Brazil's benchmark Bovespa index rose 1.75% on Tuesday, rallying for a second straight day largely on a spike in commodities prices. Two of the Bovespa's most heavily weighted equities, miner Vale and oil giant Petrobras benefited from rising commodity prices worldwide amid escalating China-U.S. trade tensions and signals OPEC is not prepared to raise output to address shrinking supplies from Iran.Add your comment!
After trading lower for a good part of Tuesday's session, the Ibovespa closed higher for the third consecutive day (+0.64%), to 71,404.59 points, driven mainly by the shares of Petrobras and Vale. The improvement in the U.S. stock markets also helped to recover the benchmark stock index in Brazil, although concerns remain about a world trade war.
Brazil's Vale, the world’s largest iron ore and nickel miner said on Monday it will sell most of its fertilizer business to US-based Mosaic Co., the No.1 producer of phosphate fertilizer, in a deal worth about US$2.5 billion.
Brazilian miner Vale SA put its prime assets on the block on Thursday after taking the biggest loss in decades, but analysts said the target to make $10 billion in 18 months was unrealistic and expressed concern a fire sale could destroy equity value.
Brazilian authorities have charged the president of mining company Samarco and six others with homicide for the mining disaster that killed 19 people last November. Police in Minas Gerais State have asked for Ricardo Vescovi, along with five other Samarco executives and one contractor to be arrested.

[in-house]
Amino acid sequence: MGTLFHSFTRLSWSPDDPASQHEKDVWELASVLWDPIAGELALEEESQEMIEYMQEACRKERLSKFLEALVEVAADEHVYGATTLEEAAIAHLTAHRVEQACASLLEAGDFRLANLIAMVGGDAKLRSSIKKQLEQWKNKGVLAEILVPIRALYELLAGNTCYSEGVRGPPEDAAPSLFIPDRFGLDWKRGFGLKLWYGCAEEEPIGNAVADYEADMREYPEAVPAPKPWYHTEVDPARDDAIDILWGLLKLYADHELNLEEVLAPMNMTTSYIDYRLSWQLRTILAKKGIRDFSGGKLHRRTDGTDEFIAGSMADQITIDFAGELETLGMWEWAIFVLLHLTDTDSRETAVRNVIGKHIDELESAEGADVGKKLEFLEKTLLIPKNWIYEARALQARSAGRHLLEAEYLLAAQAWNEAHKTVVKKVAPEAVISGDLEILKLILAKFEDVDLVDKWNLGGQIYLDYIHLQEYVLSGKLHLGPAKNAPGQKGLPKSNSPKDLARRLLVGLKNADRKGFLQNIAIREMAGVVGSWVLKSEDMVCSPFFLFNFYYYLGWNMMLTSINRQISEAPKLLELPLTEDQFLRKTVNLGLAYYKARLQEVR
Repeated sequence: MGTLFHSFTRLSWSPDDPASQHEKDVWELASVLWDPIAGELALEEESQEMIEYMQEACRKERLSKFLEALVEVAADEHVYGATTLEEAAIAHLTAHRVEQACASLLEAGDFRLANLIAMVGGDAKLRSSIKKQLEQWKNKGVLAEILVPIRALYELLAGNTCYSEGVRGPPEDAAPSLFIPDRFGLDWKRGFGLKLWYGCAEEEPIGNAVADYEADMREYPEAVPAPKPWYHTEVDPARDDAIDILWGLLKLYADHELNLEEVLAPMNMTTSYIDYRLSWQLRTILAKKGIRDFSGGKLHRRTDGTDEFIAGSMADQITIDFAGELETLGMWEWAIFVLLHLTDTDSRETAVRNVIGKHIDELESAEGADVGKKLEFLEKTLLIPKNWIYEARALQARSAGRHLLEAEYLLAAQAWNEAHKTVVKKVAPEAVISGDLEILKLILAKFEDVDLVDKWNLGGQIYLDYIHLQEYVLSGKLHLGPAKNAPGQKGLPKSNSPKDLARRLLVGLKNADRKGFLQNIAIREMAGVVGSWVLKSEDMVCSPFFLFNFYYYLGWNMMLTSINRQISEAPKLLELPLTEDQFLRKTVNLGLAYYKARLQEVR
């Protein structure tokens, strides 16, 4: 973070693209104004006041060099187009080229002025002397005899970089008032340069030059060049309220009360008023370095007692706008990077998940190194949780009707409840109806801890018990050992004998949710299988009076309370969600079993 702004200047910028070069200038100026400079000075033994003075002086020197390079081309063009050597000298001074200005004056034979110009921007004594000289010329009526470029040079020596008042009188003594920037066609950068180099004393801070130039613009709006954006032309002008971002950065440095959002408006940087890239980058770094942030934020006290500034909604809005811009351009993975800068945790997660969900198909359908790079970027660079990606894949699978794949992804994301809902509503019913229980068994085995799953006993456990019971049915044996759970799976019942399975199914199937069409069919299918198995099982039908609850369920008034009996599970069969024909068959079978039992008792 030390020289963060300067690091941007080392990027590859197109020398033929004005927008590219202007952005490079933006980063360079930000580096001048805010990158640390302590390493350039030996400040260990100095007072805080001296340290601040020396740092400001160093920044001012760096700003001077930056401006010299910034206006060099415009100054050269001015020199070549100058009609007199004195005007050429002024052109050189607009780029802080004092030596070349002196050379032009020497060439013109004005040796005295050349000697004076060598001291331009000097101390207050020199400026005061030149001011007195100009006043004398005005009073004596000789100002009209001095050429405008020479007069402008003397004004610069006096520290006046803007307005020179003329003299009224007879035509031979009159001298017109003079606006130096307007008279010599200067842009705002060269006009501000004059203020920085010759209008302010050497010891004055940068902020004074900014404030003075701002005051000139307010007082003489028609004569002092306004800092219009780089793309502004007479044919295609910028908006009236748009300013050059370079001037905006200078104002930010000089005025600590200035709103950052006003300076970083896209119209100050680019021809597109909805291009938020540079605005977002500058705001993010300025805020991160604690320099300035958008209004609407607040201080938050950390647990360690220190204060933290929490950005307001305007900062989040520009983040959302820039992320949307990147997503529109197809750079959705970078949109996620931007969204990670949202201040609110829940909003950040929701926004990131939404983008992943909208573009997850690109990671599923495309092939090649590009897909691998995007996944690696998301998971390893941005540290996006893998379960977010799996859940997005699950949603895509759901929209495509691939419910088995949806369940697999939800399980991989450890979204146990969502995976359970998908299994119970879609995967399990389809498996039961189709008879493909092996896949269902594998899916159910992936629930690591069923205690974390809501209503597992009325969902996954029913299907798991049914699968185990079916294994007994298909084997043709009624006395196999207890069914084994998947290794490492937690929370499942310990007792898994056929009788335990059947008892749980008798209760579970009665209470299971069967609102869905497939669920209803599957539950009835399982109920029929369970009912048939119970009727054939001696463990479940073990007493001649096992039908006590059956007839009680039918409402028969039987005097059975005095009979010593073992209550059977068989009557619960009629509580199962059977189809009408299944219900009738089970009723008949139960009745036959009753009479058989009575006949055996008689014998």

Police in Brazil said Thursday they have brought criminal charges against two mining companies and seven executives over a mine waste spill that buried a village and killed 17 people.Federal police accuse Brazilian iron ore giant Vale, mine operator Samarco and company officials including Samarco's chief executive, Ricardo Vescovi, of violating Brazil's environmental crimes law in connection with the disastrous November 5 collapse of a waste reservoir.
A Brazilian federal court has ordered BHP Billiton and Vale to set aside US$ 491.5 million, with the possibility of billions more, has frozen the mining giants' assets in the country, and ordered it to carry out extensive environmental and social work in the region hit by a dam burst at its joint venture.
Brazil's deadly mining disaster could cost Vale SA at least US$443 million, but it is too early to put a price tag on what it expects to be a long clean-up from the pollution spilled when the toxic dam burst.
A BHP Billiton and Vale joint venture in Brazil is facing its first civil lawsuit over the dam collapse at its iron ore mine on November 5 that buried a town and contaminated the region's main river.
Brazilian President Dilma Rousseff has slapped preliminary fines worth 250 million Reais ($94 million) against a BHP Billiton-Value owned mine in Minas Gerais state where two dams burst, killing at least seven people.